This is a mid-term review for one of the most effective and flexible 'two-in-one' Windows laptops currently on the market.
I've had the 13-inch Surface Pro X for almost six months.
It differs from the 'regular' Surface Pro 7 in that it's slimmer and has a slightly larger display.
It's also not quite as powerful for some heavy-lifting apps, such as video-editing.
But in the time I've had it, it has proven itself to be one of the most capable, aesthetically pleasing laptops that I've used over the past year.
It's aimed at those who prize portability and high specifications for a smaller number of core 'ordinary' work functions like Office, email and web.
The Surface Pro X is very good at this, with a super high resolution display, great speakers and a good keyboard (which you need to buy separately, a feature I think is a little regrettable).
It also has an ingenious piece of industrial design that covers a magnetically attached flat 'Slim Pen' stylus if you go for the higher-end keyboard option (€140 extra), which I got.
If you travel around a bit, or need a laptop to bring round with you, it's a near perfect fit.
Using the Signature keyboard, there are two positions - either flat or at a slightly raised angle.
The flat position makes it more solid to type on, whereas it feels slightly more hollow when raised (but when raised, it covers the pen dock).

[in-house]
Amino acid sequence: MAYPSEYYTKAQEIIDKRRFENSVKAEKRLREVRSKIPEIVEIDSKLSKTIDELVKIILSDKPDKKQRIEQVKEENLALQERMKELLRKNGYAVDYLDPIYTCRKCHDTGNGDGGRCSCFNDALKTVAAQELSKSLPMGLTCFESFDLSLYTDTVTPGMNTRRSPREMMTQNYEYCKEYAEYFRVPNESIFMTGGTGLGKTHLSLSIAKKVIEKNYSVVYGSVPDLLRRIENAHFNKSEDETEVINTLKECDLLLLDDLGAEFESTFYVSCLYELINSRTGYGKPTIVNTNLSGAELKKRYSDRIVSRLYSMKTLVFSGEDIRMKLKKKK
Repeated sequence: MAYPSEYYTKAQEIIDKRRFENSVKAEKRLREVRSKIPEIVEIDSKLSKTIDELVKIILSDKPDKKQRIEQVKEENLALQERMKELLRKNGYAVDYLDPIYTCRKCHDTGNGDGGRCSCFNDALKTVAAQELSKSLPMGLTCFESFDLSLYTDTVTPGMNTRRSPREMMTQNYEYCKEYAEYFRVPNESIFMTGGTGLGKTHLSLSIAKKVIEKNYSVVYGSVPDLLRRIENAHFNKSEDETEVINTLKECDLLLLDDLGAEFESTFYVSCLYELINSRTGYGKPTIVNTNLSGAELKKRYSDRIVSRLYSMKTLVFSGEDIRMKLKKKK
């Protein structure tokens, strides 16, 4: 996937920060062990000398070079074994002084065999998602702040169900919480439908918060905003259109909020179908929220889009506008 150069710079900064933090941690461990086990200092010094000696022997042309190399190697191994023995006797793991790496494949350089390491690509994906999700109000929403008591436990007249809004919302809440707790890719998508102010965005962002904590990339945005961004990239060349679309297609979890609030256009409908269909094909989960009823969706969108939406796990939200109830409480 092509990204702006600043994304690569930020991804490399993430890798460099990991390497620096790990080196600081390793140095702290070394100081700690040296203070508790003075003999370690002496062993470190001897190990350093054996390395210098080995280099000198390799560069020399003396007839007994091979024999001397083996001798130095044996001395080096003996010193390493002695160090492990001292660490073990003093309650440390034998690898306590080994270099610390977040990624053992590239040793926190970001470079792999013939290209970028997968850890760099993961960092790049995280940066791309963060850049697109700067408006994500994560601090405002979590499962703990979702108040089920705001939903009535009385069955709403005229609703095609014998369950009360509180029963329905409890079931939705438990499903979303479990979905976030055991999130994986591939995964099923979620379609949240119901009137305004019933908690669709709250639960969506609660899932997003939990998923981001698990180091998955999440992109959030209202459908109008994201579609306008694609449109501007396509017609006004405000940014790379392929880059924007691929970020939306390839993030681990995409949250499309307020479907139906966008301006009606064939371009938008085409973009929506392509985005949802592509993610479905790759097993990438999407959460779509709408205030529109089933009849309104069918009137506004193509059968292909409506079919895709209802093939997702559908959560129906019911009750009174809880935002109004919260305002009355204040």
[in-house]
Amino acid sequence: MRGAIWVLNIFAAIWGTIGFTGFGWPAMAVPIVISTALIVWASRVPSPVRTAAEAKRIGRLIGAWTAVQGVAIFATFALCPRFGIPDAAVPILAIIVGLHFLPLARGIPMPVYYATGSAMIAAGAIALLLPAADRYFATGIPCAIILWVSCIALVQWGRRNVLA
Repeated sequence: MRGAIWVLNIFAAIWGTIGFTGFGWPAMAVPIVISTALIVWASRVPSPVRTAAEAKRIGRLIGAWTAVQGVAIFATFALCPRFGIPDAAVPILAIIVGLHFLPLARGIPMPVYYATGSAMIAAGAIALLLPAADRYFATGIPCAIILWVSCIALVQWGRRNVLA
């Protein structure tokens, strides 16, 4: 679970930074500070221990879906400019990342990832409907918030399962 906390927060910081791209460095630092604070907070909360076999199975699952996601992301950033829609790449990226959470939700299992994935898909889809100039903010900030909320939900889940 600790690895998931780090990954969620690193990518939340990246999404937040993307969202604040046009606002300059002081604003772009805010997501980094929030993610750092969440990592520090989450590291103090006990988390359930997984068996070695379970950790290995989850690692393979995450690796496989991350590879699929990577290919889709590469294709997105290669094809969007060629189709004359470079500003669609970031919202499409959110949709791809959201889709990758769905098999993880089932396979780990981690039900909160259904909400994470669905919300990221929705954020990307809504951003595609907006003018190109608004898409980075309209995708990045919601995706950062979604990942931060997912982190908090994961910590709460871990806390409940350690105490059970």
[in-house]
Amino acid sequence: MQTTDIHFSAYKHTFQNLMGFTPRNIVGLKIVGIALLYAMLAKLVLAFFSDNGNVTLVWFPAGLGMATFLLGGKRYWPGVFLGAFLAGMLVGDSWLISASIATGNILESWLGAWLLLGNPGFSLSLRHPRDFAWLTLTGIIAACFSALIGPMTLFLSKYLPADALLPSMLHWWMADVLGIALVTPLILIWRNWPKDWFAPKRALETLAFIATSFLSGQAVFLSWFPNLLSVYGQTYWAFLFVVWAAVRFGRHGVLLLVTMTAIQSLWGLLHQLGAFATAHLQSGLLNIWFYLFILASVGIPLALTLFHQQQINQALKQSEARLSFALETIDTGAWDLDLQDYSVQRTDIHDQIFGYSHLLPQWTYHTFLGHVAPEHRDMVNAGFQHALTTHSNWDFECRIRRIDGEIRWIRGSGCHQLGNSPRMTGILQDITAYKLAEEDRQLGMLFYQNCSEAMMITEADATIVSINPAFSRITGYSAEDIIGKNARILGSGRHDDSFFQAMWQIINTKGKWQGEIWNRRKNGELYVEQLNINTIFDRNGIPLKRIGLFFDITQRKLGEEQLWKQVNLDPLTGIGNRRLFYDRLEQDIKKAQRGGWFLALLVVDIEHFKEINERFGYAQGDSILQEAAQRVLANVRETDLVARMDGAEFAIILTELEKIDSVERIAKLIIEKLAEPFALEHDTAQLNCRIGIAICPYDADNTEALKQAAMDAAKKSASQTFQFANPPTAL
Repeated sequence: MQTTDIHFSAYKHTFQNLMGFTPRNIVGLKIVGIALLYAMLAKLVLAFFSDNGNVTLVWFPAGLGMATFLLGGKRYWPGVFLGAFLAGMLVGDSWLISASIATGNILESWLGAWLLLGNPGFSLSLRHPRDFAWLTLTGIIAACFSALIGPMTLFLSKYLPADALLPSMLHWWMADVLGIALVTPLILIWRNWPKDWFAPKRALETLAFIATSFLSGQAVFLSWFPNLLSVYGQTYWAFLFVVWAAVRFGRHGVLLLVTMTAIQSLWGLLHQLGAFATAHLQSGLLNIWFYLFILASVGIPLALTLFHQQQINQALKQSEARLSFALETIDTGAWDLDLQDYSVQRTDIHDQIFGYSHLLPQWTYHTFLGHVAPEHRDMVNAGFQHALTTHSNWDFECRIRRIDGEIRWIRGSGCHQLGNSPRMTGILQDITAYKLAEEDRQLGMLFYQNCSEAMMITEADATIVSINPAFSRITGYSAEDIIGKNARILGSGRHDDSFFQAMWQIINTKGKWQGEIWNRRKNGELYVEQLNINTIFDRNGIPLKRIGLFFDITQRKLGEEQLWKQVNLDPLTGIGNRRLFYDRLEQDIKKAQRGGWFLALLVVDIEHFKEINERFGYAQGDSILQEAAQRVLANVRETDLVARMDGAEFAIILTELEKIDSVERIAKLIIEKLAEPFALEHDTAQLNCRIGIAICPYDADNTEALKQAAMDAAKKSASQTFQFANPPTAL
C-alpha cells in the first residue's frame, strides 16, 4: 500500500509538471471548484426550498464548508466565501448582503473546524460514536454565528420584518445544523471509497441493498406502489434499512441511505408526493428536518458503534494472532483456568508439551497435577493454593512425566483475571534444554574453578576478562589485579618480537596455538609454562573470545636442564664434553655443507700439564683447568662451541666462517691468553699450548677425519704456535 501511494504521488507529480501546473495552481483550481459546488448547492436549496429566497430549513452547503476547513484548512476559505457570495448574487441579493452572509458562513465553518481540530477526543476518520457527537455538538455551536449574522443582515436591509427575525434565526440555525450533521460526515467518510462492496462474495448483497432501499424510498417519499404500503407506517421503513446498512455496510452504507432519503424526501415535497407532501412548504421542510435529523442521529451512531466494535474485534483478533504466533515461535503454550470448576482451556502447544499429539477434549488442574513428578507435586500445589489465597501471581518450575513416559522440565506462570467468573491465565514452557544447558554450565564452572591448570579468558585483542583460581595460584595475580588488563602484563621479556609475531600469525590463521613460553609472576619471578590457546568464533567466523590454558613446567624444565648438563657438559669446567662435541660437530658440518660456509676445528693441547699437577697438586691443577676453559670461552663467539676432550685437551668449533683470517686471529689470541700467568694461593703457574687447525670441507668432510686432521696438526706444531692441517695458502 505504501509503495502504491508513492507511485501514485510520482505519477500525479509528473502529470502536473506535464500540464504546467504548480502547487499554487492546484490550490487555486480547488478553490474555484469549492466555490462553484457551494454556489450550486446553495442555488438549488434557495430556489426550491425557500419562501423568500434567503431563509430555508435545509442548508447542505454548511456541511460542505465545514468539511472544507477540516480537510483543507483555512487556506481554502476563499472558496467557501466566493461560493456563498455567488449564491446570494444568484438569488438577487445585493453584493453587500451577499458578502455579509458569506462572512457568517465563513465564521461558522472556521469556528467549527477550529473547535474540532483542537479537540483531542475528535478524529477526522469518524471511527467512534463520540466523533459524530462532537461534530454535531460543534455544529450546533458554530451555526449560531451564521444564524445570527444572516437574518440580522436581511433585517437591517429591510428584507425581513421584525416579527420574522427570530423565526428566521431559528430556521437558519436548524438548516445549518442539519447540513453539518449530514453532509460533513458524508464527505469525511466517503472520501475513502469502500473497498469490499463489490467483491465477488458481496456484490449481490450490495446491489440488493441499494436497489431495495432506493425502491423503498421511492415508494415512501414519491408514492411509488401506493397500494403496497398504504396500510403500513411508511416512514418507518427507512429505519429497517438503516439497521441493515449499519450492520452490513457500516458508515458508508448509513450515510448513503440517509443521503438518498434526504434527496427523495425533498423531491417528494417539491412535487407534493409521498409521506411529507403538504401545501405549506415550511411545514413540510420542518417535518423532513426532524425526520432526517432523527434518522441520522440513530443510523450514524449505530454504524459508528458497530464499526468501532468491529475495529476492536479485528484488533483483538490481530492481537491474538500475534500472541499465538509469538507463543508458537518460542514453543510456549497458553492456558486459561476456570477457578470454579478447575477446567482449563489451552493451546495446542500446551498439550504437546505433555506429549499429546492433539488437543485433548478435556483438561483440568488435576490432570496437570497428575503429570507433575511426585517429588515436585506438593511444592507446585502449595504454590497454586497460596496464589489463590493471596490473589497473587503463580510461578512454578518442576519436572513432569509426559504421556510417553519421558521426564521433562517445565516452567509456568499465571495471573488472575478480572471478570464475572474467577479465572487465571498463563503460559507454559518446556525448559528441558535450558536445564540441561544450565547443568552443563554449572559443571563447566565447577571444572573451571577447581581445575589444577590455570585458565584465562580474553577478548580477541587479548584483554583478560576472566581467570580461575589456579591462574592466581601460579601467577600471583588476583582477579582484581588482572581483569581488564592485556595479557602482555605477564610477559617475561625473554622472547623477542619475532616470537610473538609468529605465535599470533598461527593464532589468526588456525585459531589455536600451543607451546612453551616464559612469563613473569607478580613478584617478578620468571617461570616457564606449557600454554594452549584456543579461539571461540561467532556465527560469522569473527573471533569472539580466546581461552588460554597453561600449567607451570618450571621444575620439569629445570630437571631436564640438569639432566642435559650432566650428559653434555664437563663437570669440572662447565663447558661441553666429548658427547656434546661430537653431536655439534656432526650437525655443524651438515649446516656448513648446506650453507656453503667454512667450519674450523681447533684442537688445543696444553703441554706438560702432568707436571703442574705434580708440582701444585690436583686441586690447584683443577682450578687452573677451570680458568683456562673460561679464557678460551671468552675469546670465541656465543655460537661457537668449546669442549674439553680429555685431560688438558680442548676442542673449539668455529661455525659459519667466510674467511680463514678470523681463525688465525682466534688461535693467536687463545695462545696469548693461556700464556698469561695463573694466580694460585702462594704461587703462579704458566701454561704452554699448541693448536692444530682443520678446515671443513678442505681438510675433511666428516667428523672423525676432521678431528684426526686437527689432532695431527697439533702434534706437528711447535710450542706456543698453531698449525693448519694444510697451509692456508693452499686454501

The keys are nicely spaced and there's just the right balance between 'clickiness' and slimness. It's also very well-designed, snapping on and off the screen magnetically.
Mind you, you do pay for it: the standard X keyboard costs a sturdy €160, rising to €300 if you go for the high-end Signature version with the Slim Pen stylus.
I find it a bit odd that it's sold separately, as I can't imagine anyone buying any Surface Pro without the accompanying keyboard. (Windows touch PCs are still not good stand-alone tablets.)
Speaking of price, the whole thing is at the upper range of what you'll be willing to pay.
It starts at €1,330 (8GB of Ram and 128GB of storage with the standard keyboard), with my test model (8GB of Ram and 256GB of storage with the high-end keyboard) costing €1,900.
As mentioned above, the Surface Pro X struggles with especially demanding graphics-intensive apps, such as Photoshop.
This is a clear limitation of the chip architecture: its Intel-based Surface Pro 7 sibling, released at the same time, has no problem handling these apps.
However, the Surface Pro 7 is fatter with thicker bezels and has a smaller screen. For me, the trade-off is probably worth it.
I haven't yet run into any practical usability barriers.
There are some small compromises. There's no headphone jack here, unlike the Surface Pro models.
This isn't as big a deal as it used to be, as you can still use wired headphones that have a USB-C connection tip (or use normal headphones with a USB-C adaptor, which often comes in the box with new Android phones anyway these days).
In summary, this is a pretty gorgeous device but it's at an early stage for Microsoft.
I think it will suit over 90pc of executives. But if the form isn't crucial and you really want something with additional power and battery, or if you're budget-conscious, you may be better with a (cheaper, more powerful) Surface Pro 7 or a different brand.